I have 9 Appaloosas here and let me tell you, not a one of them has a dimly lit bulb. I would even say that they are some of the smartest horses I have encountered. I have some of different types and some are better at certain things than others, but they all have their strengths, just like horses of any other breed.
 

·
Premium Member
Joined
·
12,841 Posts
"In my limited experience Appaloosa - dim but reliable"

Mine is fine, but then, we have lots of sun in southern Arizona. Maybe if I put him where it rains 6 times a day, his brain would rot. I spent 3 1/2 years at RAF Upper Heyford north of Oxford. I felt like my brain was rotting, too.
 

·
Registered
Joined
·
23 Posts
Discussion Starter #12
Appies not thick then

the answer is clearly no then.....

and I agree with those who say you should take every horse as an individual


- in theory

However, intelligence is an inherited feature - just as hairy legs or an ugly nose are inherited.

I think that anyone who suggests that the average Clydesdal has the same mindset as the average Arab might be slightly deluded

it seems logical to me that horse breeds that have developed over the years - maybe centuries in the case of the welsh cob or thoroughbred or Arab will have certain physical characteristics - and I put it to you that along with that selection will go some brain breeding as well

It was interesting that people talked about their appy crosses....


As some-one who has worked with hundreds of horses over the years then it is perfectly sensible to make a few assumptions about a horse that is new to you - it helps to survive.



If you are walking along a dark street at night and you see a big bloke dressed in black coming towards you then you might do well to cross to the other pavement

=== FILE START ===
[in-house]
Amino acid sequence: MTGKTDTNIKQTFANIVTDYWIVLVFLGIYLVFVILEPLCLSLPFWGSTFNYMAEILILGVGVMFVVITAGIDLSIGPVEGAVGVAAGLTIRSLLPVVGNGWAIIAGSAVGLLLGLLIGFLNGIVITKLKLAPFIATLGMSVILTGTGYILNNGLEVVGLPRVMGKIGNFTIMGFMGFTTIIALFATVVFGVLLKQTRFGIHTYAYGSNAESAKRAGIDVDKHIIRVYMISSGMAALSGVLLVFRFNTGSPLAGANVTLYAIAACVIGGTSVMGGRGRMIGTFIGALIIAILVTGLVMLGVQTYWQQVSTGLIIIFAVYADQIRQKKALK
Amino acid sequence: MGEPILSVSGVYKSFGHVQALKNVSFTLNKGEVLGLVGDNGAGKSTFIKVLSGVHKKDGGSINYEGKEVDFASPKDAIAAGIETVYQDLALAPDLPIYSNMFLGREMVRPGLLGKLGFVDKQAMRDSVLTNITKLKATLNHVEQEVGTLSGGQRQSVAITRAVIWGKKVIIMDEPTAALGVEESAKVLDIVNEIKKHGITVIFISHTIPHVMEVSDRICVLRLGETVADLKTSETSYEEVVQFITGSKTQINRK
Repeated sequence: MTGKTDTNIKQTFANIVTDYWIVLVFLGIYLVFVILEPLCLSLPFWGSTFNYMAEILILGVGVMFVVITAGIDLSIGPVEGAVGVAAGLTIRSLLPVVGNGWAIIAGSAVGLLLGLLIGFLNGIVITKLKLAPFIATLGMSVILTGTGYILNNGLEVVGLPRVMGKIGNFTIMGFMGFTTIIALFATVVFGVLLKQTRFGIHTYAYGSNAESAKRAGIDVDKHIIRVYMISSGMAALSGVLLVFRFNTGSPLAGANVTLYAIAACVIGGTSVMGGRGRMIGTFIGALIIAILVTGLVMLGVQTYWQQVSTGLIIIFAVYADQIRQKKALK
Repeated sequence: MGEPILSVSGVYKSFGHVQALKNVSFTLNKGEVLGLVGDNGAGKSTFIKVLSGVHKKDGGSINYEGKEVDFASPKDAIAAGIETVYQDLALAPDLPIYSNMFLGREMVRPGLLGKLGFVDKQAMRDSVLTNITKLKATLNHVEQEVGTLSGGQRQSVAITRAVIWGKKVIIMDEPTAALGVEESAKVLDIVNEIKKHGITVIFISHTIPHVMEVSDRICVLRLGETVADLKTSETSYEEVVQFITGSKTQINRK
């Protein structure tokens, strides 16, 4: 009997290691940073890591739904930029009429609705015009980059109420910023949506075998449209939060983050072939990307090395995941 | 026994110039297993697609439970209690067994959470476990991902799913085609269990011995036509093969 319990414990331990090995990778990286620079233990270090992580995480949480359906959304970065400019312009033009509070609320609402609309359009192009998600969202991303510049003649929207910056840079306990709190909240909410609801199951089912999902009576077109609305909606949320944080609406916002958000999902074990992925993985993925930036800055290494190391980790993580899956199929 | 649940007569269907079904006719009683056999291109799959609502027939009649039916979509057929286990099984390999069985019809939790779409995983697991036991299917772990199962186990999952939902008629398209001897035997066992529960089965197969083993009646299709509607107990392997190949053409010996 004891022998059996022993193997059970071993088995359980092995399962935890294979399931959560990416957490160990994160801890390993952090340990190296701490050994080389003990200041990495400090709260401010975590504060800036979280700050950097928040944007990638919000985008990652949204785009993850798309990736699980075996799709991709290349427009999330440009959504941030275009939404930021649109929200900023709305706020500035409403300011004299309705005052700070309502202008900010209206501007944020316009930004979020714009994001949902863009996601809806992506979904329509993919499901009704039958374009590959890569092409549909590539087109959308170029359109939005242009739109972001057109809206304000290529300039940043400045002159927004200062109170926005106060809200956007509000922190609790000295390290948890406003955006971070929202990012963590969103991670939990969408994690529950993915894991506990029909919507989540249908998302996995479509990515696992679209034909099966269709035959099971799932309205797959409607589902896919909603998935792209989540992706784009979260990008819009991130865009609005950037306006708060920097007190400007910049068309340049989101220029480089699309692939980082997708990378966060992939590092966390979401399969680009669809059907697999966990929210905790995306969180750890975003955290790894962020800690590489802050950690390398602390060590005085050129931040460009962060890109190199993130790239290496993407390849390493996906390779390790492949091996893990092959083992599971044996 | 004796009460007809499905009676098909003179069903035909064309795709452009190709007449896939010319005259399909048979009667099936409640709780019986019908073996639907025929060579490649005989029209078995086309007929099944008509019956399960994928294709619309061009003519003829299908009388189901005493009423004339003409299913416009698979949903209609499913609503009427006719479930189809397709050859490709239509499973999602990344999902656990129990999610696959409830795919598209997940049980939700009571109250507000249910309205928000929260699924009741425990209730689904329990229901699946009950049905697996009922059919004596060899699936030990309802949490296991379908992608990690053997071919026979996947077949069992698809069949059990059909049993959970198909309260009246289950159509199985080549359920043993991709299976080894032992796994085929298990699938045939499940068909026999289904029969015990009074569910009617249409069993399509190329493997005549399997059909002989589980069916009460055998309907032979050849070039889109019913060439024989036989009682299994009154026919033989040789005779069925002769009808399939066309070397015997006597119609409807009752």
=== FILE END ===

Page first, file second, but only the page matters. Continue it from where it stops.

of course he could be the local vicar on his way home....

so there is breed variation in morphology - why not brain power

Dylan
 

·
Registered
Joined
·
6,150 Posts
dylan,

I am beginning to think that no matter what anyone tells you, you already have your opinion formed of the breed. That tends to make your posts look really asinine and have the attitude of "LALALA I can't hear you!"
 

·
Premium Member
Joined
·
12,841 Posts
"It seems logical to me that horse breeds that have developed over the years - maybe centuries in the case of the welsh cob or thoroughbred or Arab will have certain physical characteristics - and I put it to you that along with that selection will go some brain breeding as well"

Appies are a new breed. And they still allow crossing with Quarter Horses, Thoroughbreds and Arabians.

"A significant crossbreeding influence used to revitalize the Appaloosa was the Arabian horse, as evidenced by early registration lists that show Arabian-Appaloosa crossbreeds as ten of the first fifteen horses registered with the ApHC...In 1983 the ApHC reduced the number of allowable outcrosses to three main breeds: the Arabian horse, the American Quarter Horse and the Thoroughbred... All ApHC-registered Appaloosas must be the offspring of two registered Appaloosa parents or a registered Appaloosa and a horse from an approved breed registry, which includes Arabian horses, Quarter Horses, and Thoroughbreds. In all cases, one parent must always be a regular registered Appaloosa. The only exception to the bloodline requirements is in the case of Appaloosa-colored geldings or spayed mares with unknown pedigrees; owners may apply for "hardship registration" for these non-breeding horses."

Appaloosa - Wikipedia, the free encyclopedia